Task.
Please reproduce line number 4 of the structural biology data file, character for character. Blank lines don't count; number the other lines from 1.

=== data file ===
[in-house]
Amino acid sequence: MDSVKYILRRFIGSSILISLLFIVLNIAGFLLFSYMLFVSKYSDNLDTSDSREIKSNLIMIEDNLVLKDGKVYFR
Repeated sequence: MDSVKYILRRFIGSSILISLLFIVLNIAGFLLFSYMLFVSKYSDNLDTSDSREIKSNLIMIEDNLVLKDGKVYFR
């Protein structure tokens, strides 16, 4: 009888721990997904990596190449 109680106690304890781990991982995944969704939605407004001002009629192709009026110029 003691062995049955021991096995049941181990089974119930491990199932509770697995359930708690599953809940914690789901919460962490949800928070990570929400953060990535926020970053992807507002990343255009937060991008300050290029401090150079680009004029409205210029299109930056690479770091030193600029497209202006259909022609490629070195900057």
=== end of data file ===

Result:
């Protein structure tokens, strides 16, 4: 009888721990997904990596190449 109680106690304890781990991982995944969704939605407004001002009629192709009026110029 003691062995049955021991096995049941181990089974119930491990199932509770697995359930708690599953809940914690789901919460962490949800928070990570929400953060990535926020970053992807507002990343255009937060991008300050290029401090150079680009004029409205210029299109930056690479770091030193600029497209202006259909022609490629070195900057």